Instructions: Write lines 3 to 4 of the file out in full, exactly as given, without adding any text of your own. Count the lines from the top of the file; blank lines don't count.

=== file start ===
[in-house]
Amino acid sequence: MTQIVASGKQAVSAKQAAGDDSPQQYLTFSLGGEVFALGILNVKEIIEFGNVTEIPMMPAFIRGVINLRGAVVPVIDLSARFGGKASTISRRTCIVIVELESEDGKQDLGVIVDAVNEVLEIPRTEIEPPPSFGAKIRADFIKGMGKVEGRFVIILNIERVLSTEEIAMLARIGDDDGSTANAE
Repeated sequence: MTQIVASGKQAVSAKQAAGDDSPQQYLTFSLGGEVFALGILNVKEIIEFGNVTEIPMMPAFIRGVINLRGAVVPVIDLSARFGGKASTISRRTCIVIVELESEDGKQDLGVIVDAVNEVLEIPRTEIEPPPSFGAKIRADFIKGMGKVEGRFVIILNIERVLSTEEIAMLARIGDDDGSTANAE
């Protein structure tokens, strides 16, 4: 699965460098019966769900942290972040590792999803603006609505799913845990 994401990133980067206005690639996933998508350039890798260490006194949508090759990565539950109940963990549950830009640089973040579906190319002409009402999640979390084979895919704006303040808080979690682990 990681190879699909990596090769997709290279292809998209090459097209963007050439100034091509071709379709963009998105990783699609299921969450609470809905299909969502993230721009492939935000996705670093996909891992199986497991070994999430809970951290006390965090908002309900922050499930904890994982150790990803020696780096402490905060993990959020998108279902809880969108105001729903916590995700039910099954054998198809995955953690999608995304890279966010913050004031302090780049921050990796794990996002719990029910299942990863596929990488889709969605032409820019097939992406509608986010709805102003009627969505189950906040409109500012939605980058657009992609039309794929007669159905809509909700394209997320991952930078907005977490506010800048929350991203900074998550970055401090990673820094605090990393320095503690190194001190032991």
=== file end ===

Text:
Repeated sequence: MTQIVASGKQAVSAKQAAGDDSPQQYLTFSLGGEVFALGILNVKEIIEFGNVTEIPMMPAFIRGVINLRGAVVPVIDLSARFGGKASTISRRTCIVIVELESEDGKQDLGVIVDAVNEVLEIPRTEIEPPPSFGAKIRADFIKGMGKVEGRFVIILNIERVLSTEEIAMLARIGDDDGSTANAE
């Protein structure tokens, strides 16, 4: 699965460098019966769900942290972040590792999803603006609505799913845990 994401990133980067206005690639996933998508350039890798260490006194949508090759990565539950109940963990549950830009640089973040579906190319002409009402999640979390084979895919704006303040808080979690682990 990681190879699909990596090769997709290279292809998209090459097209963007050439100034091509071709379709963009998105990783699609299921969450609470809905299909969502993230721009492939935000996705670093996909891992199986497991070994999430809970951290006390965090908002309900922050499930904890994982150790990803020696780096402490905060993990959020998108279902809880969108105001729903916590995700039910099954054998198809995955953690999608995304890279966010913050004031302090780049921050990796794990996002719990029910299942990863596929990488889709969605032409820019097939992406509608986010709805102003009627969505189950906040409109500012939605980058657009992609039309794929007669159905809509909700394209997320991952930078907005977490506010800048929350991203900074998550970055401090990673820094605090990393320095503690190194001190032991």